FAA Testing of 100LL Replacement Fuels Begins

Transition away from low lead avgas begins.

100LL Fuel

100LL Fuel

The FAA has launched Phase I testing of four unleaded aviation fuels at its William J. Hughes Technical Center in Atlantic City, New Jersey, officially beginning aviation's much heralded transition away from low lead avgas.

Two fuels developed by Swift Fuels and one fuel each developed by Shell and Total are now undergoing laboratory and rig testing, which is expected to continue for the next year as the FAA seeks to start phasing out 100LL avgas as early as 2018.

The potential replacement fuels were submitted for testing under the Piston Aviation Fuels Initiative (PAFI), a joint industry-government effort to facilitate the development and deployment of a new unleaded avgas that will meet the needs of the existing piston-engine aircraft fleet, totaling around 167,000 airplanes. The PAFI steering group consists of the FAA, AOPA, the American Petroleum Institute, the Experimental Aircraft Association, the General Aviation Manufacturers Association, the National Air Transportation Association, and the National Business Aviation Association.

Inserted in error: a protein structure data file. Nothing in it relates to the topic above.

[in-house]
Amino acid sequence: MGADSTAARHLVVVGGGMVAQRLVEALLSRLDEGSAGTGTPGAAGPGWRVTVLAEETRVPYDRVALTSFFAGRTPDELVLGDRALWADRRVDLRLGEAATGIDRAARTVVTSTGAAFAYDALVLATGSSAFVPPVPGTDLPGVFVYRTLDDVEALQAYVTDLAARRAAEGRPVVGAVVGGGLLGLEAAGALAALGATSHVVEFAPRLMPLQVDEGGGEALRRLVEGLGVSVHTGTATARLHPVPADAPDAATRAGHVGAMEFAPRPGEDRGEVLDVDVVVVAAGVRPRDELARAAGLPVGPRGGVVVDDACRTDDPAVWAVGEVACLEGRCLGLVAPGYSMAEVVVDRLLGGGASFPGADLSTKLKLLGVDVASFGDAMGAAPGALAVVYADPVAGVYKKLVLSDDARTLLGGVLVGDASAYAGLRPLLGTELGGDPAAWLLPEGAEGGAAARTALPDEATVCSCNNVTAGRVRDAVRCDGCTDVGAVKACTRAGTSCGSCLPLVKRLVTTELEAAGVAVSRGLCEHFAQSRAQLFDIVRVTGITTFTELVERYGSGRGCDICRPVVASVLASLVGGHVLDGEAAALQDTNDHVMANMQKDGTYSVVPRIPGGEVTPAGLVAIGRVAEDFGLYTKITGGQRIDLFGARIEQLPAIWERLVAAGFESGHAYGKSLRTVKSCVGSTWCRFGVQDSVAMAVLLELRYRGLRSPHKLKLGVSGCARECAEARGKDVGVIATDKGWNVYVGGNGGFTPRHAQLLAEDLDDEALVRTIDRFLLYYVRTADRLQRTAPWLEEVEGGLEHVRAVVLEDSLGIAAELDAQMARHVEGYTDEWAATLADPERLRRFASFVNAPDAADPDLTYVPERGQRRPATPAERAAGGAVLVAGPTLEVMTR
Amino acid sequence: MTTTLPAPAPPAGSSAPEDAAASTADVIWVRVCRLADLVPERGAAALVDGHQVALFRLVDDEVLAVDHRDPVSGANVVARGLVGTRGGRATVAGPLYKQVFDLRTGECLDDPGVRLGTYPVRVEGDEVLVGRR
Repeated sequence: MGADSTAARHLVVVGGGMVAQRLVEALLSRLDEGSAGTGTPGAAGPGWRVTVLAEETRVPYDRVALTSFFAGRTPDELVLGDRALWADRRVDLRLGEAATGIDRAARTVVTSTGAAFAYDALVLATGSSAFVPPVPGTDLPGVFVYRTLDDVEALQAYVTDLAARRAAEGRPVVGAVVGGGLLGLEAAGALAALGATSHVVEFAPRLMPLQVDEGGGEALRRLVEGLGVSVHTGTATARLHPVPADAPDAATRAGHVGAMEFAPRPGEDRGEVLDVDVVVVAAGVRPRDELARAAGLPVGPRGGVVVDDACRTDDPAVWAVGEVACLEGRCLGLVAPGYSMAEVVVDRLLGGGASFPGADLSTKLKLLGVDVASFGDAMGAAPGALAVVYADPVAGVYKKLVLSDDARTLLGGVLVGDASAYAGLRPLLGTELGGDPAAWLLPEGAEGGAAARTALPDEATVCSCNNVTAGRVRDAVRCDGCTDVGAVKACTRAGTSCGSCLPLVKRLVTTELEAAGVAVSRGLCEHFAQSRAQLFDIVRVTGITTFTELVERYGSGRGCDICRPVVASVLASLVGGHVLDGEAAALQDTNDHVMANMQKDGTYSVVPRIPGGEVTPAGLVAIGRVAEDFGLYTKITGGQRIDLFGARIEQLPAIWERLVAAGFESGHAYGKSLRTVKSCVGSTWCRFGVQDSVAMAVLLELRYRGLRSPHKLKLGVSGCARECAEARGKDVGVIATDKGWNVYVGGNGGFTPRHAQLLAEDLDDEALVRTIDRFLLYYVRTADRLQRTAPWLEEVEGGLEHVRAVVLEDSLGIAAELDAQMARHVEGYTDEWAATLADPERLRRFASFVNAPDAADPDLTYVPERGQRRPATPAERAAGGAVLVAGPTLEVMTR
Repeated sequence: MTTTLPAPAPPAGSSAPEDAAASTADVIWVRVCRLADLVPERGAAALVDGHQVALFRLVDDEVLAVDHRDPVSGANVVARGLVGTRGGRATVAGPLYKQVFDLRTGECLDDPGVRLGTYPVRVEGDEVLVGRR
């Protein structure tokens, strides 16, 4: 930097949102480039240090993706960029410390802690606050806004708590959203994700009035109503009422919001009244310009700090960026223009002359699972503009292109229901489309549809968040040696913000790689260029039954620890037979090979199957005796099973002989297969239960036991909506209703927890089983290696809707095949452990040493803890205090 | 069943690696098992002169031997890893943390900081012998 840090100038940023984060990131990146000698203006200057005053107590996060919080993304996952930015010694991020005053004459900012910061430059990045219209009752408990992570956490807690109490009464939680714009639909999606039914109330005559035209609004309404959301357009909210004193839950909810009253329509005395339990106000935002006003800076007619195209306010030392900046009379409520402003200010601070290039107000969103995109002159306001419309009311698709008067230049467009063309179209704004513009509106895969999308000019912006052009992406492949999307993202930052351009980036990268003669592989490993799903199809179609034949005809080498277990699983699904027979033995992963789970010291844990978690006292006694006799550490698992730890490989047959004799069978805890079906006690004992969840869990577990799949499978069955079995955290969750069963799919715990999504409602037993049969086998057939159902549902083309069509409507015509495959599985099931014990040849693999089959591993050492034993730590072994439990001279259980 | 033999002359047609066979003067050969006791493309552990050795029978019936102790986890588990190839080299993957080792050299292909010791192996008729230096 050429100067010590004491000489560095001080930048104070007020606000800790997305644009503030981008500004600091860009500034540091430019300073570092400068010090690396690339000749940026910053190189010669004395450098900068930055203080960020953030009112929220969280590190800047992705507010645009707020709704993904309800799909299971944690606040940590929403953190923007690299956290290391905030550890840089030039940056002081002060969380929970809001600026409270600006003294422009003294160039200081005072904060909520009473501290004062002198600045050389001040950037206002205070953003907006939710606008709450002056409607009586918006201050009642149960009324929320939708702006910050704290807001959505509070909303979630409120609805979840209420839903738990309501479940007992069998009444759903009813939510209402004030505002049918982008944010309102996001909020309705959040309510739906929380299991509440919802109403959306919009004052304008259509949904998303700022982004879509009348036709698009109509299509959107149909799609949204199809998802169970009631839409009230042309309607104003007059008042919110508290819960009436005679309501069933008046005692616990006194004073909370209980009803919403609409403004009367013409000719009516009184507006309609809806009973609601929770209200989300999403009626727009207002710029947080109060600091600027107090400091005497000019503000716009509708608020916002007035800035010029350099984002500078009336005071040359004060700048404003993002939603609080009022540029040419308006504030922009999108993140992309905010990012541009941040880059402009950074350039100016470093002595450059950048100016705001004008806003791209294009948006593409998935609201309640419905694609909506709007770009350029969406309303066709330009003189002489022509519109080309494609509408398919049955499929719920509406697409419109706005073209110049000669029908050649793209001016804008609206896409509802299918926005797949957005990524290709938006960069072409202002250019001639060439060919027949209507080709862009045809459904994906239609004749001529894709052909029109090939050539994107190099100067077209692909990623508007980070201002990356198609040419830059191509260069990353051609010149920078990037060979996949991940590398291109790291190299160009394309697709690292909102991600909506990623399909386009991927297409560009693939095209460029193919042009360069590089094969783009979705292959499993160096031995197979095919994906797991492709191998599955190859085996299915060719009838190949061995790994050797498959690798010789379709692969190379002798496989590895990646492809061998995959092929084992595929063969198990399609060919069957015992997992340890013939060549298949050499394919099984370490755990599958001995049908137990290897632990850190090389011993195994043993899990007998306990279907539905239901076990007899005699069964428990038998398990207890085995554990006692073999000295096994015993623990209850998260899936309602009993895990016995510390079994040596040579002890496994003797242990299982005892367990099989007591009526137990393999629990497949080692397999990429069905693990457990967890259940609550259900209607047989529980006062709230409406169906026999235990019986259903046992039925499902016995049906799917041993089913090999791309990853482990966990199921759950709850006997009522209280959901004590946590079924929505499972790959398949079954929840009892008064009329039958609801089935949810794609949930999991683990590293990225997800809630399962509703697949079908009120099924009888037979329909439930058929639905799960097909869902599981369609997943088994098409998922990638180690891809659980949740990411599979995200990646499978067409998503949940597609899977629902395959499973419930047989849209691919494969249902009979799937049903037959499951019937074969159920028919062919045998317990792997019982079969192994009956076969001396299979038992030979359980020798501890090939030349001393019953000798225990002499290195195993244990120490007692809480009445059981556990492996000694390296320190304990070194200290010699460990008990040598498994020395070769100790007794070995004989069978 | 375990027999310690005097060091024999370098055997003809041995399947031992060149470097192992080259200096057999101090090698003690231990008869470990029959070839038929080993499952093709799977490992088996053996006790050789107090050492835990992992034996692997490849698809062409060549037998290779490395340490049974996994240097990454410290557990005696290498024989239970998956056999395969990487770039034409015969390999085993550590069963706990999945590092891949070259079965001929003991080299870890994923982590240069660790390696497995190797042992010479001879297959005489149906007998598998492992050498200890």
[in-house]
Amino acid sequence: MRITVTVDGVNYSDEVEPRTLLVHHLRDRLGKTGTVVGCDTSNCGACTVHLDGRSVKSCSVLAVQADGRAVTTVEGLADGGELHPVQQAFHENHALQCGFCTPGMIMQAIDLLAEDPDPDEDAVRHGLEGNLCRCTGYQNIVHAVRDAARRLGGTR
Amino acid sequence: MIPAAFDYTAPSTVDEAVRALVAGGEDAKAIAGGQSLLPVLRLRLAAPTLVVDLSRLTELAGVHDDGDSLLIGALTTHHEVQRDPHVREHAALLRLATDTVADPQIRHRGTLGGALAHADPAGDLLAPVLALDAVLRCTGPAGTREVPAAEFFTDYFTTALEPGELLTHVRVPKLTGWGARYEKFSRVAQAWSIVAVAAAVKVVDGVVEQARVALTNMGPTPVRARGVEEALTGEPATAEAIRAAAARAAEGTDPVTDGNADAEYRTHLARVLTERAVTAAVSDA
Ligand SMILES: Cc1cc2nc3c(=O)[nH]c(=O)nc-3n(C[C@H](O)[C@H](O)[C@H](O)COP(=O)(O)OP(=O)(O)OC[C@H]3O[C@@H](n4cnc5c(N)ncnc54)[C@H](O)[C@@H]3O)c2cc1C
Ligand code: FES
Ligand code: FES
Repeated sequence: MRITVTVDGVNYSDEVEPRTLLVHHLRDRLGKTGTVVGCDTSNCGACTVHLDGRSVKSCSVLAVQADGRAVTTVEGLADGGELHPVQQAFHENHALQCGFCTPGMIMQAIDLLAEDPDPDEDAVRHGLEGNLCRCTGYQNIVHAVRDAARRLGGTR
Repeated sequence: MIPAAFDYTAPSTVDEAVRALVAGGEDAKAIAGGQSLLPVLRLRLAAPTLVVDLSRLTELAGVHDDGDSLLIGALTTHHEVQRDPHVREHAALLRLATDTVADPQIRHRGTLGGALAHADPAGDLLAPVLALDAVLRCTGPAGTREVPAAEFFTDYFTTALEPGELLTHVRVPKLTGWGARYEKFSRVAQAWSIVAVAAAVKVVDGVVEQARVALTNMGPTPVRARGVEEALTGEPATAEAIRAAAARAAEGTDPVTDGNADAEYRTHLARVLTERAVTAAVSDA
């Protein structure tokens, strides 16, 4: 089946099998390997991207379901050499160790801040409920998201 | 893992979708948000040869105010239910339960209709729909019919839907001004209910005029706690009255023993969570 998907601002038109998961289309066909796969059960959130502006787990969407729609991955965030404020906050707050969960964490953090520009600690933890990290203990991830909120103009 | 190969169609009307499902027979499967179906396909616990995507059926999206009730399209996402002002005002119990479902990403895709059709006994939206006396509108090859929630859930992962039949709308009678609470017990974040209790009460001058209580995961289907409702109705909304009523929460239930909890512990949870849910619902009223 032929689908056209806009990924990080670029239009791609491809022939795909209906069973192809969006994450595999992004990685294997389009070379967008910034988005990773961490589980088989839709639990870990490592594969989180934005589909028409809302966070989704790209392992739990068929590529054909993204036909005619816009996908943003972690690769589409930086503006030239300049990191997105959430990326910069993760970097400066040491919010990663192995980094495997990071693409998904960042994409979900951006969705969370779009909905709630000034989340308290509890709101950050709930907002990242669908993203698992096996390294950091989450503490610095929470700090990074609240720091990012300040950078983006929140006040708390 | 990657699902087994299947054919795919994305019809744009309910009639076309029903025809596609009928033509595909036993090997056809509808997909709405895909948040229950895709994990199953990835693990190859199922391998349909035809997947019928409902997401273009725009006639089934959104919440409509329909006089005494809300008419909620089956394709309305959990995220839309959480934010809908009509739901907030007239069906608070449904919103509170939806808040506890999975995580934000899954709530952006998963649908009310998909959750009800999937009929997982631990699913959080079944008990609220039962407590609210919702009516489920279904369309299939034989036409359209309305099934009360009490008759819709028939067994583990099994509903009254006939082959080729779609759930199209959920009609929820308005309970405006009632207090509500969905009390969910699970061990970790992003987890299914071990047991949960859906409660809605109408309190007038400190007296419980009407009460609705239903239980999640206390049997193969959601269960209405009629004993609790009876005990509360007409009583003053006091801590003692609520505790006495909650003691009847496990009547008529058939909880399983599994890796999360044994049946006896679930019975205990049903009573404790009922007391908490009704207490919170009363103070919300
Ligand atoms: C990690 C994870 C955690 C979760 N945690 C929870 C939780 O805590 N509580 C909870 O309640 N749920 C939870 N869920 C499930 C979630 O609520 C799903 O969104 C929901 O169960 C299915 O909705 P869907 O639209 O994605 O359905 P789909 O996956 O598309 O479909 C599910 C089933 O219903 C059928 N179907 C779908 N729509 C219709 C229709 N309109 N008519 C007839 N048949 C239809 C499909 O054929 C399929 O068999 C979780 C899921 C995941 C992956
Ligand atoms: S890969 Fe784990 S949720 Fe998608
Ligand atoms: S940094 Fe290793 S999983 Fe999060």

The tests underway now seek to determine whether the unleaded replacement fuels are compatible with aircraft systems such as fuel bladders, hoses, pumps, gauges and more. Two or three of the candidate fuels will be selected for Phase II testing, which will involve flight trials of the unleaded fuels, including flying with mixtures of 100LL and unleaded avgas.

The two-phase test program is being funded with about $6 million per year earmarked by Congress.

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